Shuttle Mission That Mapped Earth Marks 10th Anniversary

Russia's Kamchatka Peninsula 3-D perspective view of Russia's volcanically active Kamchatka Peninsula, created using SRTM topographic data and an enhanced true-color image from the Landsat 7 satellite. Image credit: NASA/JPL
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February 11, 2010

On Feb. 11, 2000, two radar antennas built by JPL launched aboard Space Shuttle Endeavour on an 11-day mission to create the first-ever near-global high-resolution database of Earth's topography. The international Shuttle Radar Topography Mission collected topographic data over nearly 80 percent of Earth's land surfaces, revealing for the first time large, detailed swaths of Earth's topography previously obscured by persistent cloudiness. The data benefit scientists, engineers, government agencies and the public alike, with applications that range from land-use planning to virtual Earth exploration.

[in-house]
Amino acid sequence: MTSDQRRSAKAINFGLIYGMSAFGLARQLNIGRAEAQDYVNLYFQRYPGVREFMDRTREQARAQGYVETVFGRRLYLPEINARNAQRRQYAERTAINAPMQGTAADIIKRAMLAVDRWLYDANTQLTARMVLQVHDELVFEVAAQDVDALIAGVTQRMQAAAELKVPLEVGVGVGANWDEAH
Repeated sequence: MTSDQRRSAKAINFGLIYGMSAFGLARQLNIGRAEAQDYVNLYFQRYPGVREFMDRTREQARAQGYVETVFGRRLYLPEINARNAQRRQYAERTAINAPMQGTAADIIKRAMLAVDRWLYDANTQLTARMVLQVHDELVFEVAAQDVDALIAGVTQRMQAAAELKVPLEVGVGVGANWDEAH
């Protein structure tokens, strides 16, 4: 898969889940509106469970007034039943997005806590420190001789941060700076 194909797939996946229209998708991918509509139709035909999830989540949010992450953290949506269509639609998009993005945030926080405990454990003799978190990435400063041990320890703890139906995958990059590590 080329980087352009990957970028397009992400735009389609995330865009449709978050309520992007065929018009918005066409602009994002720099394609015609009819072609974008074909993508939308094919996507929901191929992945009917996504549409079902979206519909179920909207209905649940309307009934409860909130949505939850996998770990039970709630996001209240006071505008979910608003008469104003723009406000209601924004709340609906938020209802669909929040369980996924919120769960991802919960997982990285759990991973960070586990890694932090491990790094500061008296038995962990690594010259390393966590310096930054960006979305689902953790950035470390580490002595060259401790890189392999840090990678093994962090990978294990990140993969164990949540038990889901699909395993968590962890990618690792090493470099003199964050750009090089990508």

NASA is currently using Shuttle Radar Topography Mission data to create an even better global topographic map by combining it with the more complete Advanced Spaceborne Thermal Emission and Reflection Radiometer global digital elevation model of Earth released last year by NASA and Japan's Ministry of Economy, Trade and Industry.

Hop aboard as we take you on a virtual tour of some of the more "uplifting" topographic features of our home planet: http://www.jpl.nasa.gov/multimedia/slideshows/index.cfm?id=23.

For more information on the Shuttle Radar Topography Mission, visit: http://www.jpl.nasa.gov/srtm.

Alan Buis 818-354-0474
Jet Propulsion Laboratory, Pasadena, Calif.
Alan.buis@jpl.nasa.gov

2010-043

Images

Slide Show: SRTM's 'World Tour'

Slide Show: SRTM's 'World Tour'
Take a whirl aboard the "mission that mapped the world's" 10th anniversary tour.
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